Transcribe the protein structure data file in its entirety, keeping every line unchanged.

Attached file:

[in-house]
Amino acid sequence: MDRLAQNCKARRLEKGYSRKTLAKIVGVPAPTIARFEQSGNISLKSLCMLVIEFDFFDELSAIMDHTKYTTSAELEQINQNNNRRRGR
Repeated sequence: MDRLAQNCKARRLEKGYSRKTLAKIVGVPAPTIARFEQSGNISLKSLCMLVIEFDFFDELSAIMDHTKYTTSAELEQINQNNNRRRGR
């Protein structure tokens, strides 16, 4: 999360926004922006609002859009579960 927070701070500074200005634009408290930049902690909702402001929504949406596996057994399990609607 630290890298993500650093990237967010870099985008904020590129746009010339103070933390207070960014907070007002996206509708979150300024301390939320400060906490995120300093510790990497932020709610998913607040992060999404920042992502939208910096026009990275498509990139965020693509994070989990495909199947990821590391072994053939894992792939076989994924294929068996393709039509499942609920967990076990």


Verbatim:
[in-house]
Amino acid sequence: MDRLAQNCKARRLEKGYSRKTLAKIVGVPAPTIARFEQSGNISLKSLCMLVIEFDFFDELSAIMDHTKYTTSAELEQINQNNNRRRGR
Repeated sequence: MDRLAQNCKARRLEKGYSRKTLAKIVGVPAPTIARFEQSGNISLKSLCMLVIEFDFFDELSAIMDHTKYTTSAELEQINQNNNRRRGR
């Protein structure tokens, strides 16, 4: 999360926004922006609002859009579960 927070701070500074200005634009408290930049902690909702402001929504949406596996057994399990609607 630290890298993500650093990237967010870099985008904020590129746009010339103070933390207070960014907070007002996206509708979150300024301390939320400060906490995120300093510790990497932020709610998913607040992060999404920042992502939208910096026009990275498509990139965020693509994070989990495909199947990821590391072994053939894992792939076989994924294929068996393709039509499942609920967990076990």